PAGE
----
This “management innovation” as Dr. Gary Hamel describes it, is much about the search for approaches to organizing, planning, leading and controlling that better fit the challenges of the 21st century. The implication is that in many cases, we’re still trying to solve new and emerging problems with 20th century management tools. Another implication is that we haven’t yet cracked the code on sustaining high-levels of organizational performance for extended periods of time.
In Search of Management Innovation:
While some position this pursuit of management innovation as something on the scale of an Arthurian quest for the Holy Grail, for those of us who aren’t management researchers and who have teams and organizations to run, we need something a bit more tangible to grab hold of and play with in pursuit of survival and sustained success.
Consider these as idea prompters laced with encouragement!
Six Quick Ideas to Stimulate Your Management Innovation Thinking:
1. Innovation in management approaches occurs like almost all other forms of innovation…through enlightened trial and error backed by a lot of curiosity and a willingness to accept failure on the road to success. Translation…it’s all about environment and leadership attitude. If you aren’t working hard on creating an environment that not only tolerates trial and error, but encourages it, then you are missing the critical first piece.
2. It’s how you use the tools that counts! Our tools…structure, people, leadership approaches, technology, communications, goal-setting and measurement mechanisms are fairly easy to identify…and genuinely finite…however, there are nearly infinite number of ways to apply the tools.
3. The Right Answer…Well, It Depends. What works right in one situation or environment is likely not the right answer for other situations or environments. Recognize that when entering a new business, setting up new teams or taking on new types of projects and problems, you need to view the situation as unique, not cookie cutter.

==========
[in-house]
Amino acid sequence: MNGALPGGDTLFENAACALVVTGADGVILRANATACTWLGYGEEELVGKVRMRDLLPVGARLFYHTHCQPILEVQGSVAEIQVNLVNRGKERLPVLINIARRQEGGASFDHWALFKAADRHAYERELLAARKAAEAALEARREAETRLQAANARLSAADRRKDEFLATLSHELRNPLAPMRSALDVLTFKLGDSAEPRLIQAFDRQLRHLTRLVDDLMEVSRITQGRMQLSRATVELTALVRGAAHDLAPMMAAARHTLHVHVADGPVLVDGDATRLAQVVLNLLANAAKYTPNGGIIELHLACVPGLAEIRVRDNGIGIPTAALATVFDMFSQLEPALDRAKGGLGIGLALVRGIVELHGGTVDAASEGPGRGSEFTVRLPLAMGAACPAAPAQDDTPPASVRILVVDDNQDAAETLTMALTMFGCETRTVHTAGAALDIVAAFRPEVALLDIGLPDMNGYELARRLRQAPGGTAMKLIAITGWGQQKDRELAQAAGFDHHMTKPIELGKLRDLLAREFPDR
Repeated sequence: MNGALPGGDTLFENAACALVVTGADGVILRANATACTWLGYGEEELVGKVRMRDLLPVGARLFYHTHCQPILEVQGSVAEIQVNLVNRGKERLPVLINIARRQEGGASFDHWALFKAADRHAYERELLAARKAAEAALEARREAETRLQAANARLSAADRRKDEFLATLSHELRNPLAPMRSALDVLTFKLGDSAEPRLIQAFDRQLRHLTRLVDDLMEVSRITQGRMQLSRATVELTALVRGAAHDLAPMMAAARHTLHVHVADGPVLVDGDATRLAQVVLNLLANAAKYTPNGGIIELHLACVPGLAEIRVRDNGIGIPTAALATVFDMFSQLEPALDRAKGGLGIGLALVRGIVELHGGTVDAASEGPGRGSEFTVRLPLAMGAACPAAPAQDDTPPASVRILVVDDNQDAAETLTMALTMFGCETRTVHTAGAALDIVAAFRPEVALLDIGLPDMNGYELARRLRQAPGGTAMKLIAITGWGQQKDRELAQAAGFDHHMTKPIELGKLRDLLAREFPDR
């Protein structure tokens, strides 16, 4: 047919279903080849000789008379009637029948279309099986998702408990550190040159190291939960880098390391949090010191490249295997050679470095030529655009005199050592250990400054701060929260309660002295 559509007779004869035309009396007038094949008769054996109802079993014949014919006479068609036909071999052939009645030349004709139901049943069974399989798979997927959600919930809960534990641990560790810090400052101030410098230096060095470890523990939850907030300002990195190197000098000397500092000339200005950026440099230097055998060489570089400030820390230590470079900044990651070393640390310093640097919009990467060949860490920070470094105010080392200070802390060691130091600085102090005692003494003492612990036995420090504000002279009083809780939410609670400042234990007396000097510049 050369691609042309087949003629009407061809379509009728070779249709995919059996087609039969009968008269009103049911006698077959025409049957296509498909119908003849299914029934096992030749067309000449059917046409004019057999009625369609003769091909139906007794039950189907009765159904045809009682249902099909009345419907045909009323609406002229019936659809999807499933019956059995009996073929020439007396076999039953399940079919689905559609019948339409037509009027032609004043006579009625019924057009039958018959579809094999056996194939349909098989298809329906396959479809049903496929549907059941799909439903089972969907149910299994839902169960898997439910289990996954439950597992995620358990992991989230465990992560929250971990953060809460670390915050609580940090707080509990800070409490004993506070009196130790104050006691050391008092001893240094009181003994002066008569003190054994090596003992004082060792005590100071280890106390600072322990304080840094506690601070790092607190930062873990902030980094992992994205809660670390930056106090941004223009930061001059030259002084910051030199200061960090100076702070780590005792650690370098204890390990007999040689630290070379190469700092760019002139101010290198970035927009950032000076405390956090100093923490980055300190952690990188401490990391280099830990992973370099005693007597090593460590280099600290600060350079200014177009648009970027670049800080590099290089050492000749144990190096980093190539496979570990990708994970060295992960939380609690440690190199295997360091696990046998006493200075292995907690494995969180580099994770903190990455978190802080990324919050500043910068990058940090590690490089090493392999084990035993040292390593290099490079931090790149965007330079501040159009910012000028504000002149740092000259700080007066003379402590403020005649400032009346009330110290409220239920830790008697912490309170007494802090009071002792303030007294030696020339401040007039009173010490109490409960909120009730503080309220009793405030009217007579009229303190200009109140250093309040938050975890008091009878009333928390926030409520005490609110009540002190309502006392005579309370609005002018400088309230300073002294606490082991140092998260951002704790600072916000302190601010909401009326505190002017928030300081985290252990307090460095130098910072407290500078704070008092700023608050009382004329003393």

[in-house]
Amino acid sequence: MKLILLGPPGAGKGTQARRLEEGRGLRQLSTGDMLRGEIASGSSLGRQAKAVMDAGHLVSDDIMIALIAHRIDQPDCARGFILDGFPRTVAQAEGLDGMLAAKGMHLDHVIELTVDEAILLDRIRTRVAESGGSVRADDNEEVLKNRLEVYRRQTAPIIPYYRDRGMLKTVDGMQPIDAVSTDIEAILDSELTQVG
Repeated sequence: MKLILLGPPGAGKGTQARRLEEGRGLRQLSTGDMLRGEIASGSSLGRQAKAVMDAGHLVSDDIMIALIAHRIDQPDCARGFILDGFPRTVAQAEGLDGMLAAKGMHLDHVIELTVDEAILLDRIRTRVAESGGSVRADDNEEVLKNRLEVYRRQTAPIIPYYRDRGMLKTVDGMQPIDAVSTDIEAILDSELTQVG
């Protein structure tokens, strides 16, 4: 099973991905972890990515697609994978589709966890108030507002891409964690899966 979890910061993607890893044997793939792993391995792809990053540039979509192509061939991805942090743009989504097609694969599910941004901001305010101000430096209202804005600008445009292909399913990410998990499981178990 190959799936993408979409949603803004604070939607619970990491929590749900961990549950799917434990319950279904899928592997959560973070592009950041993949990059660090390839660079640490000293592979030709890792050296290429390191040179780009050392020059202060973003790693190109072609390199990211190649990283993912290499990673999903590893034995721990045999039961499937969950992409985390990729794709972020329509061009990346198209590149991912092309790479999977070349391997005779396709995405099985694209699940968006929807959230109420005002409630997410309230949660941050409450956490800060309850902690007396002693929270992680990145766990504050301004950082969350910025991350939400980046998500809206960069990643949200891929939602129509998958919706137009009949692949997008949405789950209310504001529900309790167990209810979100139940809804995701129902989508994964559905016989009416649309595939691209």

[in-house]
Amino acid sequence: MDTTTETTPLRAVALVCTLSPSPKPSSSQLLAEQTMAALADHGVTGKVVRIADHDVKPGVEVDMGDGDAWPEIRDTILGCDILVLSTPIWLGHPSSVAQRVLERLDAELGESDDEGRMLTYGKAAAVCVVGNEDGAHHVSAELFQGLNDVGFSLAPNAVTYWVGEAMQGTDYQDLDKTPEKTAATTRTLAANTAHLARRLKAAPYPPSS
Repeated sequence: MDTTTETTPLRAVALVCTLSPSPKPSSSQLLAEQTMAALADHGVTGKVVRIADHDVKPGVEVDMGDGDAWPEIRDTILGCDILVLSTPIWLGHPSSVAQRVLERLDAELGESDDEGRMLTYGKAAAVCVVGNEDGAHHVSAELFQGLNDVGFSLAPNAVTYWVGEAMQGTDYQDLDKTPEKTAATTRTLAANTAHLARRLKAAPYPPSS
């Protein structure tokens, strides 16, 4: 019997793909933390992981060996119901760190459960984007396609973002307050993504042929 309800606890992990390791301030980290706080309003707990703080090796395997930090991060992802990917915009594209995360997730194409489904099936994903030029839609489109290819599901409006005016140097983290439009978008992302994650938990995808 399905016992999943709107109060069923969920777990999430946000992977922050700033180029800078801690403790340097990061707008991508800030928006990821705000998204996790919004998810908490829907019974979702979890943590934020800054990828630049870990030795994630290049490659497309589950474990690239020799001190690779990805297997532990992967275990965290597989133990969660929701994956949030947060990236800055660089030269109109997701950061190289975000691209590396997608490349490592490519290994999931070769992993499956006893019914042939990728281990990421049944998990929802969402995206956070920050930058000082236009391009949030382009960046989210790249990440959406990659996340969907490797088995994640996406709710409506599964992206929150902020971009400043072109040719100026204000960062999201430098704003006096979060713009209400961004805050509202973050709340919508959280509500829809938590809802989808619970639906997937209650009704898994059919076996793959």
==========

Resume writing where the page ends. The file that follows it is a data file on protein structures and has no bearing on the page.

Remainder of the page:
4. Structure matters…and strategy must beget structure. If you forget or misapply either one of these, you’re likely to generate more problems than answers.
5. Creativity is a commodity however, the application of creativity to solving problems is priceless. And before you skewer me for the “commodity” crack, consider that ideas are all around us…it’s the courage to take an idea and work it until it either proves useful or useless that takes true courage. Translation: the value isn’t in the brainstorming session, although the process of generating, parsing, prioritizing and acting-on ideas is critical.
6. It’s always the people, stupid! Do everything to get the right ones in place and give them the tools they need to fail on the road to success.
The Bottom-Line for Now:
At the wrap-up of a Kellogg Executive program a few years ago, the Organizational Design Professor encouraged all of the V and C level people in the room to “Never quit trying to innovate with our people and our organizations.” Her meaning was clear then and it’s more critical now than ever. How hard are you working to promote, support and reward management innovation in your workplace?